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Election bets reveal public thinking regarding presidential race, politics

In years gone by, when reporters kept pints of whiskey in their bottom desk drawers and editors wielded long pencils sharpened to resemble hypodermic needles, it was common in newsrooms to bet on elections.

Truth be told, it was common in newsrooms to bet on almost anything, from how much snow would fall in a storm to when the jury in a murder case would come back. But elections were often the top source for wagering, better even than football because, unlike sports, the ability to guess who would win elections was rarely tied to one’s knowledge of politics.

Sometimes a new colleague – usually fresh out of journalism school where they fill would-be reporters’ malleable minds with extraneous things like civic duty and ethics – would recoil in horror at something so crass as betting on elections. My standard reply was that if the public could bet on elections, they’d pay far more attention and maybe more would actually cast ballots in hopes of affecting the outcome in their favor. So make your picks, I’d say, and cough up your buck.

The latest advances in online wagering make those old election pools look like a rotary dial phone next to an iPhone 6s. One website, PredictIt, provides opportunities for a person to bet on which Republican will be the next to drop out of the presidential race, whether Vice President Joe Biden will get in, who will get the biggest bump in the polls from Wednesday’s debate, whether Congress’ approval rating will top 15 percent by Friday or even whether sanctuary cities will lose federal funding.

In a sense, the betting odds represent the “conventional wisdom” better than the usual experts who are tapped to provide sage comments on all-day news channels. Biden entering the presidential race was going off at 60-40 late last week. Carly Fiorina was seen as more likely than Donald Trump to win the Iowa caucuses, not so much because she had more support post-debate but because he had less.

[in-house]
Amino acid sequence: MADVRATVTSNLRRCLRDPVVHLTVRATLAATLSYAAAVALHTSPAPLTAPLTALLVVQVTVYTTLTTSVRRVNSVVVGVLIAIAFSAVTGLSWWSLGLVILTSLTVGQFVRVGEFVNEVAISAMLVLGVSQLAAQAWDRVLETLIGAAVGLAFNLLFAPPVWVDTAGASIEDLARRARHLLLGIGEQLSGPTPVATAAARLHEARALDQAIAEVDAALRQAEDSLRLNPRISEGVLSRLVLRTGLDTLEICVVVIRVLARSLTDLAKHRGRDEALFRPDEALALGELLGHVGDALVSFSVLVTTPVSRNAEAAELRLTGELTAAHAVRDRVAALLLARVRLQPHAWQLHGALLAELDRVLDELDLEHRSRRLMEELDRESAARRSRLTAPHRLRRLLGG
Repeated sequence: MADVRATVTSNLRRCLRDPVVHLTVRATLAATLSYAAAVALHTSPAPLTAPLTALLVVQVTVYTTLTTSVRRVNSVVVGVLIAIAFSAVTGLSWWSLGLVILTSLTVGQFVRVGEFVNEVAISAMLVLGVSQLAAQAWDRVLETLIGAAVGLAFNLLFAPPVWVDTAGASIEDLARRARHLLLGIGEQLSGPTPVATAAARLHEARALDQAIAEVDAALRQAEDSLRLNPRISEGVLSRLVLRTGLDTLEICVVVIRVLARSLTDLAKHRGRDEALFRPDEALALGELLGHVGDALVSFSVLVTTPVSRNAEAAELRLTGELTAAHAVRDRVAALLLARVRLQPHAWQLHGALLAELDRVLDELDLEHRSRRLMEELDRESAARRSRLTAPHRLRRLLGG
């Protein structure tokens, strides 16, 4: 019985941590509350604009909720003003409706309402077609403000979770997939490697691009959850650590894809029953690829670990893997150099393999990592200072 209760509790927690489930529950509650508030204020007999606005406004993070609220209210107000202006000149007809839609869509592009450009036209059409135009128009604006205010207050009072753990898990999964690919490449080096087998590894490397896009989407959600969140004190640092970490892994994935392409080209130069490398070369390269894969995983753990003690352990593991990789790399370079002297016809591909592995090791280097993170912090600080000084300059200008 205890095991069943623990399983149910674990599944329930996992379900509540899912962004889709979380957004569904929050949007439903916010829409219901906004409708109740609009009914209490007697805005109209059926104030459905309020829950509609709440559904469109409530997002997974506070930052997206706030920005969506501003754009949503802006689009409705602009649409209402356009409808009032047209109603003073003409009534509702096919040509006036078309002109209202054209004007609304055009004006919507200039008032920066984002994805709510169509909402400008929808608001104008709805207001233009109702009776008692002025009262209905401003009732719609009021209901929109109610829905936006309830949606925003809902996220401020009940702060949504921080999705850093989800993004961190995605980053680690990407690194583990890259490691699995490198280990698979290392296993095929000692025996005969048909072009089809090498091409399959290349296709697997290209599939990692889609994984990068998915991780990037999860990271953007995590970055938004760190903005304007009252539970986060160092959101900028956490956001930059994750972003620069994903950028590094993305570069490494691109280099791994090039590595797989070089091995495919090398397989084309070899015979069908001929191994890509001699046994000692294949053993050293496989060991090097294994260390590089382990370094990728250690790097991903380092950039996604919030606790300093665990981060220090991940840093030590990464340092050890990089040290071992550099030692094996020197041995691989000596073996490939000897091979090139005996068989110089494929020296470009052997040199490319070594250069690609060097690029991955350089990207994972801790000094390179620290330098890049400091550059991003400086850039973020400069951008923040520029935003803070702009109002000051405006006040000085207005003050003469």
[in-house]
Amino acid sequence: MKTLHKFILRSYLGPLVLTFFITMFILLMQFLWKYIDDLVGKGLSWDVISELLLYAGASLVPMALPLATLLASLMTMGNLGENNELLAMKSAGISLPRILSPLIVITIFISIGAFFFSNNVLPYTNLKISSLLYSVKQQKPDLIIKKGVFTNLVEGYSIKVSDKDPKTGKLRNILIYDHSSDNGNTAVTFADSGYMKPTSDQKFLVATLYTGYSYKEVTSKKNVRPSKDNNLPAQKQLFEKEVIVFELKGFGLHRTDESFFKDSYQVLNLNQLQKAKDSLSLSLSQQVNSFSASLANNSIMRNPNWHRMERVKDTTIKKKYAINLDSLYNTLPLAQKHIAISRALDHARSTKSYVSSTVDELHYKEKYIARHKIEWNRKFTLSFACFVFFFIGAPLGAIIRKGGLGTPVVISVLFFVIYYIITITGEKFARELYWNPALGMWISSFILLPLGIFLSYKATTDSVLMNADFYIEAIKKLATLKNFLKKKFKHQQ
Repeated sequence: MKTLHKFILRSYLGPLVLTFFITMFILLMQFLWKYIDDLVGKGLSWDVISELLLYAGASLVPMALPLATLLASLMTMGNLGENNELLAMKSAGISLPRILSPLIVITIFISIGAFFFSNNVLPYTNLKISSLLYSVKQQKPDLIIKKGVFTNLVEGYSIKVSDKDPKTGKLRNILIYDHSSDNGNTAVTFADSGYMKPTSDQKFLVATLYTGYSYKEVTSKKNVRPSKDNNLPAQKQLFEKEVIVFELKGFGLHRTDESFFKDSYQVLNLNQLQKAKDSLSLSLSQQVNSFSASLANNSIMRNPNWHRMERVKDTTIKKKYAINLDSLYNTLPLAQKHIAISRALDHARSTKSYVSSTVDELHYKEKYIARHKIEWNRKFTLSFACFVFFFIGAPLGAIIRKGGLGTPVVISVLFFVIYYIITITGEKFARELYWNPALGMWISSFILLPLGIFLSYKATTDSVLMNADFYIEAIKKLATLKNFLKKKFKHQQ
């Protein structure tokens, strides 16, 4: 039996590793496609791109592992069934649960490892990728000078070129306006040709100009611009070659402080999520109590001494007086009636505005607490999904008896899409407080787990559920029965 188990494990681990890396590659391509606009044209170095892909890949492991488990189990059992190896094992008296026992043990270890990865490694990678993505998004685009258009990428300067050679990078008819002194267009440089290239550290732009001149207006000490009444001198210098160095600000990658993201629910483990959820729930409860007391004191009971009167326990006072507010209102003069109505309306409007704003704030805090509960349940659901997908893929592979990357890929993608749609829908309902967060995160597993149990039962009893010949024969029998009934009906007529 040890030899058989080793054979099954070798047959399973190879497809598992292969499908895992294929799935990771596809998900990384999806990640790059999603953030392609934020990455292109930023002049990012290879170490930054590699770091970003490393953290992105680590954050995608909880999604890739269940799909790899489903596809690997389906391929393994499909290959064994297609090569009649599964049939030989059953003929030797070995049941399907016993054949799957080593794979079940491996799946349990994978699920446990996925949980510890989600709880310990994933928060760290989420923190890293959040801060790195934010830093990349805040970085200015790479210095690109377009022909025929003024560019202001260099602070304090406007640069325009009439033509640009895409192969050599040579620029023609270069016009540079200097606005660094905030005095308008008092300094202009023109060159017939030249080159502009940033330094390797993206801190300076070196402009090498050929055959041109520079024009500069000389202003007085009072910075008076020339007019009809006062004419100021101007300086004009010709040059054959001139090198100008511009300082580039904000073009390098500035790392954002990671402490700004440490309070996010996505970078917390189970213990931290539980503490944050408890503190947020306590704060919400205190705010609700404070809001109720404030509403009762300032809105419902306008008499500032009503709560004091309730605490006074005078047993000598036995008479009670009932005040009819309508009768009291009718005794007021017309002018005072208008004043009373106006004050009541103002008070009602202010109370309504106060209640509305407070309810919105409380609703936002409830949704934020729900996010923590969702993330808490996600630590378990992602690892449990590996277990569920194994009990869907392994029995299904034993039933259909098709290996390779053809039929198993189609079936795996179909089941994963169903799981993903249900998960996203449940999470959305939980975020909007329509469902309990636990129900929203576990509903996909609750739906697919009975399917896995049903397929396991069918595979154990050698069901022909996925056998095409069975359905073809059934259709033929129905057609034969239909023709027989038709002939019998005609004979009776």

This may sound like it’s coming from the same devious minds turning fantasy football into a daily gambling enterprise and buying up tons of television commercials to convince thousands of suckers they could become a millionaire with the right picks. (Before you get too judgmental, let’s acknowledge the state does the exact same thing with the lottery.)

PredictIt, however, was conceived by folks at the University of Victoria in Wellington, New Zealand, as a research project for prediction markets, which are sometimes more accurate than polling in forecasting the outcome of certain events.

Which is an even better excuse for betting on elections than anyone in any newsroom ever came up with. It’s research. Honest.

In and out for 2016

Although candidates for the 2015 election may be shoulder-to-the-wheel, nose-to-the-grindstone right now, the 2016 crop of candidates isn’t far behind.

On Friday, state Sen. Cyrus Habib, D-Seattle, launched a campaign for lieutenant governor next year. His news release announced he was doing this with the support of several legislative colleagues and he hoped to “elevate the office as an advocate for kids, colleges and global partnerships.”

Folks running for lieutenant governor often have lofty goals for the office, but one of the main tasks of the No. 2 state executive is presiding over the Senate, which involves calling on members to speak as they stand to offer wisdom on pieces of legislation. On this, Habib is an interesting candidate, because he has been blind since age 8 from a rare form of cancer.

That wouldn’t disqualify him from holding the job, said Brad Owen, the five-term incumbent and current occupant. Lieutenant governors have advisers and staff on the dais, and Habib could have an aide there as a spotter.

But Owen hasn’t decided that he’s not running for re-election. In fact, he filed his notice of candidacy with the Public Disclosure Commission on Thursday.

“We’re just keeping our options open until my wife and I have time to decide,” he said. Habib getting into the race would be “totally irrelevant to my decision,” he added.

Meanwhile, state Sen. Andy Hill, R-Redmond, has said he will not run for governor. Hill is the Senate Republicans’ chief budget maven as chairman of the Ways and Means Committee. That’s a powerful position, but not usually a steppingstone to higher elective office, as predecessors including Dino Rossi could attest.

That keeps Seattle Port District Commissioner Bill Bryant as the leading Republican to take on Democratic incumbent Jay Inslee.

Insurance Commissioner Mike Kreidler has also filed for re-election to what would be his fifth term.

Spin Control, a weekly column by political reporter Jim Camden, also appears online with daily items and reader comments at www.spokesman.com/ blogs/spincontrol.
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